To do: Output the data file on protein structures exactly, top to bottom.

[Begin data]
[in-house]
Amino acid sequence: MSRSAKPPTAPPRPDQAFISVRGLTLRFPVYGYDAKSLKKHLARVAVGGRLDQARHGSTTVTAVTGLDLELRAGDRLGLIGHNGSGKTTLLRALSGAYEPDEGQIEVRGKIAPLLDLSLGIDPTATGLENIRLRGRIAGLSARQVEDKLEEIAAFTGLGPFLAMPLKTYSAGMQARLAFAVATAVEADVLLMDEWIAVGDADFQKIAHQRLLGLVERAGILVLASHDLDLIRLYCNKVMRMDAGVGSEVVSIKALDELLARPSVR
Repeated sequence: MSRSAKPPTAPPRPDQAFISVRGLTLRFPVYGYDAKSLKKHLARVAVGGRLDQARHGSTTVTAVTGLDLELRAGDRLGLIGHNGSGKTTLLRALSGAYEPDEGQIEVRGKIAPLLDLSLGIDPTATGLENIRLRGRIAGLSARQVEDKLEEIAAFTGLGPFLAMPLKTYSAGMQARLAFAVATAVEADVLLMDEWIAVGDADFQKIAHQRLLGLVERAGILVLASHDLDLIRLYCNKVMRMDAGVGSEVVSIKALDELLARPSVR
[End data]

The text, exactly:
[in-house]
Amino acid sequence: MSRSAKPPTAPPRPDQAFISVRGLTLRFPVYGYDAKSLKKHLARVAVGGRLDQARHGSTTVTAVTGLDLELRAGDRLGLIGHNGSGKTTLLRALSGAYEPDEGQIEVRGKIAPLLDLSLGIDPTATGLENIRLRGRIAGLSARQVEDKLEEIAAFTGLGPFLAMPLKTYSAGMQARLAFAVATAVEADVLLMDEWIAVGDADFQKIAHQRLLGLVERAGILVLASHDLDLIRLYCNKVMRMDAGVGSEVVSIKALDELLARPSVR
Repeated sequence: MSRSAKPPTAPPRPDQAFISVRGLTLRFPVYGYDAKSLKKHLARVAVGGRLDQARHGSTTVTAVTGLDLELRAGDRLGLIGHNGSGKTTLLRALSGAYEPDEGQIEVRGKIAPLLDLSLGIDPTATGLENIRLRGRIAGLSARQVEDKLEEIAAFTGLGPFLAMPLKTYSAGMQARLAFAVATAVEADVLLMDEWIAVGDADFQKIAHQRLLGLVERAGILVLASHDLDLIRLYCNKVMRMDAGVGSEVVSIKALDELLARPSVR